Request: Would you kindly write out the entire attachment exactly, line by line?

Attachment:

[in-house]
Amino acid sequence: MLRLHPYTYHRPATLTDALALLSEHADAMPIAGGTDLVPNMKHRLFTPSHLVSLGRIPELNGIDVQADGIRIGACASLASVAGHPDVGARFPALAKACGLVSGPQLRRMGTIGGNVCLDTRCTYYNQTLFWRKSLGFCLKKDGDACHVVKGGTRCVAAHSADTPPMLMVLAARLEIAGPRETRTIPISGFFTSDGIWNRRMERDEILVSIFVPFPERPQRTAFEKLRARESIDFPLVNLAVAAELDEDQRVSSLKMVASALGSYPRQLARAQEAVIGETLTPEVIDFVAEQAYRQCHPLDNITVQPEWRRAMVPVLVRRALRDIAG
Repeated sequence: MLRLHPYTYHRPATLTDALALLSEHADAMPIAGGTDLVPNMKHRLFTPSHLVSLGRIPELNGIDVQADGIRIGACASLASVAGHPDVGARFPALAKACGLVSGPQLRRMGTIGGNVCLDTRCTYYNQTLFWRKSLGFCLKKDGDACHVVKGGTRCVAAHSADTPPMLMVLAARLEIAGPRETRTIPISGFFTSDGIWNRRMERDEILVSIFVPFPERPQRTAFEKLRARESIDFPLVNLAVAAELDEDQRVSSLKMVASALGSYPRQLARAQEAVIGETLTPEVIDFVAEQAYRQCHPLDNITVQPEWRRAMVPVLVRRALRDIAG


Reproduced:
[in-house]
Amino acid sequence: MLRLHPYTYHRPATLTDALALLSEHADAMPIAGGTDLVPNMKHRLFTPSHLVSLGRIPELNGIDVQADGIRIGACASLASVAGHPDVGARFPALAKACGLVSGPQLRRMGTIGGNVCLDTRCTYYNQTLFWRKSLGFCLKKDGDACHVVKGGTRCVAAHSADTPPMLMVLAARLEIAGPRETRTIPISGFFTSDGIWNRRMERDEILVSIFVPFPERPQRTAFEKLRARESIDFPLVNLAVAAELDEDQRVSSLKMVASALGSYPRQLARAQEAVIGETLTPEVIDFVAEQAYRQCHPLDNITVQPEWRRAMVPVLVRRALRDIAG
Repeated sequence: MLRLHPYTYHRPATLTDALALLSEHADAMPIAGGTDLVPNMKHRLFTPSHLVSLGRIPELNGIDVQADGIRIGACASLASVAGHPDVGARFPALAKACGLVSGPQLRRMGTIGGNVCLDTRCTYYNQTLFWRKSLGFCLKKDGDACHVVKGGTRCVAAHSADTPPMLMVLAARLEIAGPRETRTIPISGFFTSDGIWNRRMERDEILVSIFVPFPERPQRTAFEKLRARESIDFPLVNLAVAAELDEDQRVSSLKMVASALGSYPRQLARAQEAVIGETLTPEVIDFVAEQAYRQCHPLDNITVQPEWRRAMVPVLVRRALRDIAG